There is a thoughtful oped in today's NYT that talks about adjustment issues of Muslims in Europe - in particular in UK and Germany. It criticizes the already-maligned multiculturalism approach that had been adopted by both of the countries, but then it also presents a thoughtful analysis of why so many Muslims feel alienated there. This is of interest to me because we are looking at attitudes to evolution amongst Pakistani physicians in UK and Turkish doctors in Germany - and we suspect that for some a rejection of biological evolution may have become entangled with their identity of being a Muslim.
This article makes an interesting point about the appropriation (with ample help from the British government) of the "Muslim position" by some of the more extreme groups in UK:
Thirty years ago, Britain was a very different place than it is now. Racism was vicious, visceral and often fatal. “Paki bashing,” the pastime of hunting down and beating up Britons with brown skin, became a national sport in certain circles. I remember organizing patrols on the streets of East London during the 1980s to protect South Asian families from rampaging racist thugs. Workplace discrimination was endemic and police brutality frighteningly common. Anger at such treatment came to an explosive climax in the riots that rocked London, Liverpool, Birmingham, Bristol and other cities during the late 1970s and early 1980s. It was in response to this rage that Britain’s multicultural policies emerged.
The British government developed a new political framework for engaging with minority groups. Britain was now in effect divided into a number of ethnic boxes — Muslim, Sikh, Hindu, African, Caribbean and so on. The claims of minorities upon society were defined less by the social and political needs of individuals than by the box to which they belonged. Political power and financial resources were distributed by ethnicity.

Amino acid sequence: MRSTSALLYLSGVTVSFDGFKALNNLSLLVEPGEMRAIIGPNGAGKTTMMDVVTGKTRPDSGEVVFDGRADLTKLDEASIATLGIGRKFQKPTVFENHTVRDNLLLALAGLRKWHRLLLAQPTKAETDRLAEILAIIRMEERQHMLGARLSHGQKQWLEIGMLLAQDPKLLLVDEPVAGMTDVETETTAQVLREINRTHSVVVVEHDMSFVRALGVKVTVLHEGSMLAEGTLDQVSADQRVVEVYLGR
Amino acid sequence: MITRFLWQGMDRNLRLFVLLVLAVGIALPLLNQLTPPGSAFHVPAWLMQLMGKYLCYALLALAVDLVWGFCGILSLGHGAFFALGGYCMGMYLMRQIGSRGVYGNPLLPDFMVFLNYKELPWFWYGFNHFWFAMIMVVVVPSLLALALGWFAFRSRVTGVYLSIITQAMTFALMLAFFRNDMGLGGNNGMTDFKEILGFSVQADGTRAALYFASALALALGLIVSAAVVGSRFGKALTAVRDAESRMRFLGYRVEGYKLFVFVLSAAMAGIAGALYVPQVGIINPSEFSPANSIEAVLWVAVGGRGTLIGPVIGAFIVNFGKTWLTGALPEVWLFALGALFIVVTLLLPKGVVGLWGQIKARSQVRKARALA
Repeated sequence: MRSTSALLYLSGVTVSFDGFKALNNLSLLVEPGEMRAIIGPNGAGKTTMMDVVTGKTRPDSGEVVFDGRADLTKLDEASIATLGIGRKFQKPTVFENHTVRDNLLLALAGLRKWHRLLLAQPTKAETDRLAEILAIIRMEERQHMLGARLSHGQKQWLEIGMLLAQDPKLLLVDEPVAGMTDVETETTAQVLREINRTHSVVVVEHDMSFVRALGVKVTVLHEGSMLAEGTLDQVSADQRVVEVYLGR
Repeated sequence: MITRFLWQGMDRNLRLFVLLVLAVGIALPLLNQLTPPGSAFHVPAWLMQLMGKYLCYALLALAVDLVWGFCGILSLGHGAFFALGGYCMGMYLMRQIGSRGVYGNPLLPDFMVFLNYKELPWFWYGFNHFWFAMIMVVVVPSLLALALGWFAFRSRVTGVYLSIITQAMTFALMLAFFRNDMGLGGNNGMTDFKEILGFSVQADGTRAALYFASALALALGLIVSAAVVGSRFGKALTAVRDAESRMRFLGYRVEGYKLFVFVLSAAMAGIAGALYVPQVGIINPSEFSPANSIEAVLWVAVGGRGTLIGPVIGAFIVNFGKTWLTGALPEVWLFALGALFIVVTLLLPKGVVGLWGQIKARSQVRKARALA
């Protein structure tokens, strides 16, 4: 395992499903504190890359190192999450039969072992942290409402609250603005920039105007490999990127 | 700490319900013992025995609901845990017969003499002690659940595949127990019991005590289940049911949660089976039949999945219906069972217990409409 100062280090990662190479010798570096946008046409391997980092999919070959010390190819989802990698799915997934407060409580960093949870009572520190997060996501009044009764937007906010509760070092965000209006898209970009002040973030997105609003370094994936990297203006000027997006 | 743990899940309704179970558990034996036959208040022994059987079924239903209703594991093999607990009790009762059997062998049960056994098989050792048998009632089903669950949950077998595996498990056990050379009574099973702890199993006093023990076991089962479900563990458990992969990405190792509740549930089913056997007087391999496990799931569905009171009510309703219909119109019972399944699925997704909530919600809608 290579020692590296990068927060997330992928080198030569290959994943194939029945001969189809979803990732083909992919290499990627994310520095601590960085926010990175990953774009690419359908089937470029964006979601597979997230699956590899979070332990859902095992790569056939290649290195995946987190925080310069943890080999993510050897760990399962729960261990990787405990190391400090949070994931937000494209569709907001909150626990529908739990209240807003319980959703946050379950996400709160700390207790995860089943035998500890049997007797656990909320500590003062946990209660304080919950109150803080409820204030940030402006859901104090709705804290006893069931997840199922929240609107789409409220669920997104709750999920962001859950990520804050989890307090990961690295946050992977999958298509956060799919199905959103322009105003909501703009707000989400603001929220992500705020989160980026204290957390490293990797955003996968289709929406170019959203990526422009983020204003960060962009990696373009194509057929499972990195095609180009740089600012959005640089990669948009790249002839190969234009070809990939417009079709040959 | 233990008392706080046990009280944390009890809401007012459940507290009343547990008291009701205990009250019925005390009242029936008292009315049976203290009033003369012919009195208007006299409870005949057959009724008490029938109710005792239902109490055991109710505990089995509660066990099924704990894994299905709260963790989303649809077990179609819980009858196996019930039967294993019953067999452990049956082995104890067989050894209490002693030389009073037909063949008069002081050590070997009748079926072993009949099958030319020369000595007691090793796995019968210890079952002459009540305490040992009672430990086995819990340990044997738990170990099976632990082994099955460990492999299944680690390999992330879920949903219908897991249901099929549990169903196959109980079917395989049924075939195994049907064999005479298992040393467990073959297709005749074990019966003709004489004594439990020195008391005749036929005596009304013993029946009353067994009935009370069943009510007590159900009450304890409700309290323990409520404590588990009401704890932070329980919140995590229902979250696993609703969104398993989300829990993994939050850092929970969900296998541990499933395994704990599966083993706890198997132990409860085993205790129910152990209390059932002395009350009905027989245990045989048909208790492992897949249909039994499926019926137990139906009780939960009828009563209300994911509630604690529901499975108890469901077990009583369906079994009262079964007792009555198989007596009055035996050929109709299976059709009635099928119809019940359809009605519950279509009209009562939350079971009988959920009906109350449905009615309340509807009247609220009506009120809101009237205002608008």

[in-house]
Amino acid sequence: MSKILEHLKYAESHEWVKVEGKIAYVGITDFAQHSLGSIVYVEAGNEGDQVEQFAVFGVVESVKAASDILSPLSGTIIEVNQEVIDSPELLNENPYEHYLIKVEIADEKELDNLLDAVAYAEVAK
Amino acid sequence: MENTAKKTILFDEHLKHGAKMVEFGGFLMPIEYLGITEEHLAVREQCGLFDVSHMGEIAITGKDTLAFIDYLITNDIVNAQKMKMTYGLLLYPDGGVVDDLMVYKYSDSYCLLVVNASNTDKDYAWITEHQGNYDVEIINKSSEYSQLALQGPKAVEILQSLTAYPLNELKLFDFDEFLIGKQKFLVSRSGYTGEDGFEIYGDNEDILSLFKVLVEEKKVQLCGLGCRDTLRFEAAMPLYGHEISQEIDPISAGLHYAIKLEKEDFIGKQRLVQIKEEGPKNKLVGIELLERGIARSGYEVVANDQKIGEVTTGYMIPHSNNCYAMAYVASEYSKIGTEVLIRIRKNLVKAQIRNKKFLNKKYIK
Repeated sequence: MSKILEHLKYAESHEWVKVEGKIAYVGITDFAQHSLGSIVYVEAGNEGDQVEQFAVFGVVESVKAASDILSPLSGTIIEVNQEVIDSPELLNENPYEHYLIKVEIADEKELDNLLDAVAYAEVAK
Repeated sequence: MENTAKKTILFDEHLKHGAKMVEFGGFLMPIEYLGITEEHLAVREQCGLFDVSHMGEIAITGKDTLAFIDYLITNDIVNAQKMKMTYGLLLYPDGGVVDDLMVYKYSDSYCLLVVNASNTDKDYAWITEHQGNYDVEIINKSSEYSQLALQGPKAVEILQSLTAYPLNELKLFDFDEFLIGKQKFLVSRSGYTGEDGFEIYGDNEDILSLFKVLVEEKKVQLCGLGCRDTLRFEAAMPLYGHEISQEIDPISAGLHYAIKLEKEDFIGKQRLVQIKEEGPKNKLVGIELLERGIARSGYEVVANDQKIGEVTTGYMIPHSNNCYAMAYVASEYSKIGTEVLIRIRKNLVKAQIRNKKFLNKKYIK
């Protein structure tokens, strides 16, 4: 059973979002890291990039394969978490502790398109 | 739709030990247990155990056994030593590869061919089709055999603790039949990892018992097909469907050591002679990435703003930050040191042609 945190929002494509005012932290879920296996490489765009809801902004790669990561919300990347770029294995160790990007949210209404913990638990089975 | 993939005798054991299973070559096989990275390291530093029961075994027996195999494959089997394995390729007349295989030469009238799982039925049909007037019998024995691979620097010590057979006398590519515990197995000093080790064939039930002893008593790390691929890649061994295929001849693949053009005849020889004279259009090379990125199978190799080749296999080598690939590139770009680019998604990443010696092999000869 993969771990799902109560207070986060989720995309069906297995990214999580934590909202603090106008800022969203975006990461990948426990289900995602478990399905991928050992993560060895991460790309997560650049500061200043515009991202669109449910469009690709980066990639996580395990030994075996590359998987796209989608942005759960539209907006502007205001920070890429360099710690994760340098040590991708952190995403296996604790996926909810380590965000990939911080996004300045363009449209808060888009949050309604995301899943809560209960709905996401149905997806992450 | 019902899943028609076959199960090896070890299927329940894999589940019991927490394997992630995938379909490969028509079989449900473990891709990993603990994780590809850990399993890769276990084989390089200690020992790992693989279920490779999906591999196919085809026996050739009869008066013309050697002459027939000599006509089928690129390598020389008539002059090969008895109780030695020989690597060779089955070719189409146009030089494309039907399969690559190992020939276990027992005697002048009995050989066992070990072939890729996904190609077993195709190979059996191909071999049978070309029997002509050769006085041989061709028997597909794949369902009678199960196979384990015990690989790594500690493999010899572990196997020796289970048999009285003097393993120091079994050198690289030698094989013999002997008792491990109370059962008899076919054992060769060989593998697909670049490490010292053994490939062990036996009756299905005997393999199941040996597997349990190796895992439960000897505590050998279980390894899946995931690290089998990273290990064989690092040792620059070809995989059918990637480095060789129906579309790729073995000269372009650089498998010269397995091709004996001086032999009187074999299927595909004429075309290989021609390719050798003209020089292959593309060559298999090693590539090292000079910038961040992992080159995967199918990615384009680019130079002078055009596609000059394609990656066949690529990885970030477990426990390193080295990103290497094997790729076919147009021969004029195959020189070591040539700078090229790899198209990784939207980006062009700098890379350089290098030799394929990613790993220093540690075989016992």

The new policy did not empower individuals; instead, it enhanced the authority of so-called community leaders, often the most conservative voices, who owed their positions and influence largely to their relationship with the state.
Politicians effectively abandoned their responsibility to engage directly with minorities, subcontracting it out to often reactionary “leaders.”
If the prime minister wanted to get a message to the “Muslim community,” he called in the council or visited a mosque. Rather than appealing to Muslims as British citizens, politicians preferred to see them as people whose primary loyalty was to their faith and who could be politically engaged only by other Muslims. As a result religious — and Islamist — figures gained new legitimacy in their own neighborhoods and came to be seen by the wider society as the authentic voice of British Muslims.But along with this, the moderate voices have gotten sidelined:
More progressive movements became sidelined. Today “radical” in an Islamic context means someone who is a religious fundamentalist. Thirty years ago it meant the opposite: a secularist who challenged both racism in the streets and the power of the mosques. Secularism was once strong within Muslim communities, but it has been squeezed out by the new relationship between the state and religious leaders.